Ctrl/Shift – new directions in textile art

The creative tension between accomplished skill, experimentation and the development of new ideas, provided the starting point for CTRL/Shift, the latest exhibition from The 62 Group of Textile Artists. I had long thought about initiating a project with this Group, having been involved in some of their earlier projects and knowing many individual members of the Group. The rigour with which the membership is run and exhibitions are organised makes the 62 Group really stand out from other artists’ collectives and voluntary exhibiting groups, as standards are high and the work is often very ambitious.

This central concept of Ctrl/Shift enables participating artists to explore projects which manifest as transformations in their practice. Shifts and changes are the theme, in particular for artists whose practice is or has transformed, in small or large ways, and especially towards expressions of innovation in textile art. These shifts may be around changing attitudes to control; the introduction of new materials and techniques; and/or the impact of innovative ideas and evolving technologies.

The project is a demonstration of the power and subtlety of textile and fibre arts, and more importantly for me it is an exploration about the artistic process: how artists conceive of and create work, how their ideas flourish and change, and how the very way that they work will alter over time, in reaction to new ideas, techniques, processes and materials; challenges and opportunities; changes in circumstance, location and ability.

The exhibition comprises over thirty artworks by 25 artists, including carefully selected outcomes from a collaboration between three artists who reflected on and were inspired by each other’s work. The artists are (UK unless otherwise noted): Imogen Aust, Caroline Bartlett, Heather Belcher, Eszter Bornemisza (Hungary), Lucy Brown, Penny Burnfield, Nigel Cheney, Daisy Collingridge, Isobel Currie, Flox den Hartog Jager (Netherlands), Catherine Dormor, Dawn Dupree, Caren Garfen, Emily Jo Gibbs, Ann Goddard, Joanna Kinnersly-Taylor, Hannah Lamb, Debbie Lyddon, Jae Maries, Sian Martin, Jane McKeating, Sumi Perera (UK/Sri Lanka), Shuna Rendel, Vanessa Rolf, Sue Stone.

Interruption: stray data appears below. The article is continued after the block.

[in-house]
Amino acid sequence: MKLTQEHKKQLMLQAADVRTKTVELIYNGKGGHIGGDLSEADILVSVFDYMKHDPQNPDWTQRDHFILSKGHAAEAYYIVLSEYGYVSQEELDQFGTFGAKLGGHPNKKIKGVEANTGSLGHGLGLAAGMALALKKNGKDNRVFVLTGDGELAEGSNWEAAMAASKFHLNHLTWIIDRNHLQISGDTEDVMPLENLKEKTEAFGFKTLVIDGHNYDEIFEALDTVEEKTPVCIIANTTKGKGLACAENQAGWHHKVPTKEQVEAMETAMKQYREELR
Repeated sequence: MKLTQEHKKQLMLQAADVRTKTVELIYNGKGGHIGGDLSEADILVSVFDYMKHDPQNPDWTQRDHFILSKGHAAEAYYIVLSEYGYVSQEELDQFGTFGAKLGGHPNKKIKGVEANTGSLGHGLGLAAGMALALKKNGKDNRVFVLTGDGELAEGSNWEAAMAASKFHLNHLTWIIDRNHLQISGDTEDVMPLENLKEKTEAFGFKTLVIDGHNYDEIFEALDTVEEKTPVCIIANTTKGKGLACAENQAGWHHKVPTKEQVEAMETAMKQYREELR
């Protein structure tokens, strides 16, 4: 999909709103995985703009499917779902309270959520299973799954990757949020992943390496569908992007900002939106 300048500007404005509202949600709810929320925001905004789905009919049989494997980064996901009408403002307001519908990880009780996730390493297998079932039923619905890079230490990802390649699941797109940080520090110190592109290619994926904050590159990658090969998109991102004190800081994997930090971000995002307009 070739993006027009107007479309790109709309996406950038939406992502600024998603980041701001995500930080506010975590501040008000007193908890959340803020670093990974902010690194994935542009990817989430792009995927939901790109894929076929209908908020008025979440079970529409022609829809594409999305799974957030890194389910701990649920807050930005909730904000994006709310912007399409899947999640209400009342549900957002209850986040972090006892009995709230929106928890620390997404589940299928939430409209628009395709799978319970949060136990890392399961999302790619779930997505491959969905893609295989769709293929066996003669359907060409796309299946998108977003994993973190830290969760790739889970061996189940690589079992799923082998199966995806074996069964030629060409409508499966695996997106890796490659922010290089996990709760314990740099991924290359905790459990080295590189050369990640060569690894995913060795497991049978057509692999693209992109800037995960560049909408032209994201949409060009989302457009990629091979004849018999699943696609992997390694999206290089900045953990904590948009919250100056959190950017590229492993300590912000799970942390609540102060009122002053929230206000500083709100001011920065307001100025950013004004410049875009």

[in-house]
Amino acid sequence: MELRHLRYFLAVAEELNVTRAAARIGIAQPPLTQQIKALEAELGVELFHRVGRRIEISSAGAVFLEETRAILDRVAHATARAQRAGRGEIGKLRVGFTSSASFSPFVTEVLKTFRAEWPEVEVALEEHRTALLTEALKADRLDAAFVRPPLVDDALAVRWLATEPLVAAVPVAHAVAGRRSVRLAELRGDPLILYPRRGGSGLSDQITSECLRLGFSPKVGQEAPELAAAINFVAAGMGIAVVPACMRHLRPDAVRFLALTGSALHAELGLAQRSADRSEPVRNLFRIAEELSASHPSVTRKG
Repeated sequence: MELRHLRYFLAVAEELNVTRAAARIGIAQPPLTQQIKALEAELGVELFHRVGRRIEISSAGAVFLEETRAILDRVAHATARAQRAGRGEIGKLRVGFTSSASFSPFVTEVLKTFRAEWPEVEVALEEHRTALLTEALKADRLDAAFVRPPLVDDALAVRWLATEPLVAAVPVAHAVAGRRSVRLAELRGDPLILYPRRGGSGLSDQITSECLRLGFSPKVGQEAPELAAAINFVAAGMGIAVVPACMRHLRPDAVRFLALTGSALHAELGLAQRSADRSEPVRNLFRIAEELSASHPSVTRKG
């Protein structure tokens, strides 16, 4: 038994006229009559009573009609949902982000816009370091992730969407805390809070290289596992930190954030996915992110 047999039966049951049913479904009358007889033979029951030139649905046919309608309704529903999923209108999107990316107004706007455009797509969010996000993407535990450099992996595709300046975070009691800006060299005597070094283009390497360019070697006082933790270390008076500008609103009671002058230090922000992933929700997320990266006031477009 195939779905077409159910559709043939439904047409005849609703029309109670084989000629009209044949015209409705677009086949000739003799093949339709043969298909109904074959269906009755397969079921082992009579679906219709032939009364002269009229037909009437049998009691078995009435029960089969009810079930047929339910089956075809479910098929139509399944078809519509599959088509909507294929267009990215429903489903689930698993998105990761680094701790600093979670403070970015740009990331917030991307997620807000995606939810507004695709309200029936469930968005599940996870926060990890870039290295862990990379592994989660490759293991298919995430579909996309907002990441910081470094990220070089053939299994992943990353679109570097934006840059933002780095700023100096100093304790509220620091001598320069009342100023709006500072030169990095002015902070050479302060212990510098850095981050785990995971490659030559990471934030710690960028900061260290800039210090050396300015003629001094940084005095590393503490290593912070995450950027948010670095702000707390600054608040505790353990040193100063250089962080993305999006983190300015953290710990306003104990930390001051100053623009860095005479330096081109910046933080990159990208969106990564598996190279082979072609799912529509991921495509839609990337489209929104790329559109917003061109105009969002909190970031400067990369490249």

Artworks vary greatly in scale from five metres long to a few centimetres high; they are wall-hung, floor based, on plinths, two and three dimensional. Works incorporate traditional textile and fibre techniques such as hand and machine embroidery, felting, printing, collage and basketry; but also include digital print, laser cutting, working with found objects including hair, cosmetics, scrap metal and dolls’ house furniture. Several also employ ceramics, as well as metal, stone, plants, plastic and perspex, refuting any notions that textile art is only about careful stitching on fine fabrics.

The themes that preoccupy the individual artists are equally diverse: artworks are loosely grouped into four main thematic areas but could equally have been split many other ways. Subjects include: activism, digital and new technologies, faith, how we live, history, landscape and the built environment, loss, materials, portraiture, power of the repeat, self-reflective practice, wellbeing and disease, and how we organize and make sense, or not, of our view of the world. The show also  incorporated a Project Space in which samples, tools, photos, short films and other materials shed some light on the making process. My fervent hope is that the show will delight, provoke, entertain and educate; and inspire others to explore this most powerful medium, textiles.

The exhibition was at MAC (Midlands Art Centre) in Birmingham from 21 July to 9 September 2018 and will tour to other venues in 2019. Following the 62 Group’s established protocols work was selected by a panel of five including me. My fellow selectors were Penny Burnfield, Nigel Cheney and Sue Stone of the 62 Group, and Jessica Litherland, MAC’s Visual Arts Producer.

My sincere thanks to the whole team at MAC, and especially Jessica Litherland for her generous support of the whole project and Silas Wood for his technical expertise; to designer David Pitcher for the lovely graphics; to Yeshen Venema for photography; and to Craft Central for hosting our early discussions.

Notes: The 62 Group is an artist led organisation which aims to incorporate and challenge the boundaries of textile practice through an ambitious and innovative annual programme of exhibitions and events. Since its establishment in 1962 some of the most highly regarded British & International textile artists have been members of the group. Find out more about the group and the exhibition hereDaisy Collingridge 6.jpg

Clive (detail) by Daisy Collingridge. Photo courtesy the artist and Yeshen Venema.
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